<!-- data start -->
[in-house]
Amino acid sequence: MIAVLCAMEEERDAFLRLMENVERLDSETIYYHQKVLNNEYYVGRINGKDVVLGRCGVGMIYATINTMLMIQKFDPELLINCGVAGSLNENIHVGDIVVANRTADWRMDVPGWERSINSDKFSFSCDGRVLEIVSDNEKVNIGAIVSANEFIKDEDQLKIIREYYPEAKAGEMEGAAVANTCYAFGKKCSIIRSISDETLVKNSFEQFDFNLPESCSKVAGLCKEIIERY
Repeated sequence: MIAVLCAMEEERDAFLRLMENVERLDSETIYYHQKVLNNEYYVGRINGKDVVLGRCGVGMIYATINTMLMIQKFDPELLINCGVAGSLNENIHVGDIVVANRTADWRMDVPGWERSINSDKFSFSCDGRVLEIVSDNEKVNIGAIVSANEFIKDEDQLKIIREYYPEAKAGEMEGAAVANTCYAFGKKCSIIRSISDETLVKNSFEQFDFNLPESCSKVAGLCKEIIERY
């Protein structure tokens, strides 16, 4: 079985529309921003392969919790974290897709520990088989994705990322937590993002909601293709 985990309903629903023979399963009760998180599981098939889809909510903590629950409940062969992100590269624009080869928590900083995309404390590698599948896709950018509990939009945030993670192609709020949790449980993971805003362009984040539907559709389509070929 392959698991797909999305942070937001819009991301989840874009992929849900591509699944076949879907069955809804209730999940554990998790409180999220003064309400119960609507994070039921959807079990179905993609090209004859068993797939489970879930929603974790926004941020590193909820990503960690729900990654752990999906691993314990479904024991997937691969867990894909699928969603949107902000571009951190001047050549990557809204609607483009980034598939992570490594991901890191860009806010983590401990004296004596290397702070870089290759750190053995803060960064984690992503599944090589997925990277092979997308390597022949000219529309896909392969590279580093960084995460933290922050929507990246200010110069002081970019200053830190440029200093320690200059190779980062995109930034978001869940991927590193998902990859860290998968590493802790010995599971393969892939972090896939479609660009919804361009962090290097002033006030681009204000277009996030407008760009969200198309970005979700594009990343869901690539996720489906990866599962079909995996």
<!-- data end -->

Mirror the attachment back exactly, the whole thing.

[in-house]
Amino acid sequence: MIAVLCAMEEERDAFLRLMENVERLDSETIYYHQKVLNNEYYVGRINGKDVVLGRCGVGMIYATINTMLMIQKFDPELLINCGVAGSLNENIHVGDIVVANRTADWRMDVPGWERSINSDKFSFSCDGRVLEIVSDNEKVNIGAIVSANEFIKDEDQLKIIREYYPEAKAGEMEGAAVANTCYAFGKKCSIIRSISDETLVKNSFEQFDFNLPESCSKVAGLCKEIIERY
Repeated sequence: MIAVLCAMEEERDAFLRLMENVERLDSETIYYHQKVLNNEYYVGRINGKDVVLGRCGVGMIYATINTMLMIQKFDPELLINCGVAGSLNENIHVGDIVVANRTADWRMDVPGWERSINSDKFSFSCDGRVLEIVSDNEKVNIGAIVSANEFIKDEDQLKIIREYYPEAKAGEMEGAAVANTCYAFGKKCSIIRSISDETLVKNSFEQFDFNLPESCSKVAGLCKEIIERY
């Protein structure tokens, strides 16, 4: 079985529309921003392969919790974290897709520990088989994705990322937590993002909601293709 985990309903629903023979399963009760998180599981098939889809909510903590629950409940062969992100590269624009080869928590900083995309404390590698599948896709950018509990939009945030993670192609709020949790449980993971805003362009984040539907559709389509070929 392959698991797909999305942070937001819009991301989840874009992929849900591509699944076949879907069955809804209730999940554990998790409180999220003064309400119960609507994070039921959807079990179905993609090209004859068993797939489970879930929603974790926004941020590193909820990503960690729900990654752990999906691993314990479904024991997937691969867990894909699928969603949107902000571009951190001047050549990557809204609607483009980034598939992570490594991901890191860009806010983590401990004296004596290397702070870089290759750190053995803060960064984690992503599944090589997925990277092979997308390597022949000219529309896909392969590279580093960084995460933290922050929507990246200010110069002081970019200053830190440029200093320690200059190779980062995109930034978001869940991927590193998902990859860290998968590493802790010995599971393969892939972090896939479609660009919804361009962090290097002033006030681009204000277009996030407008760009969200198309970005979700594009990343869901690539996720489906990866599962079909995996």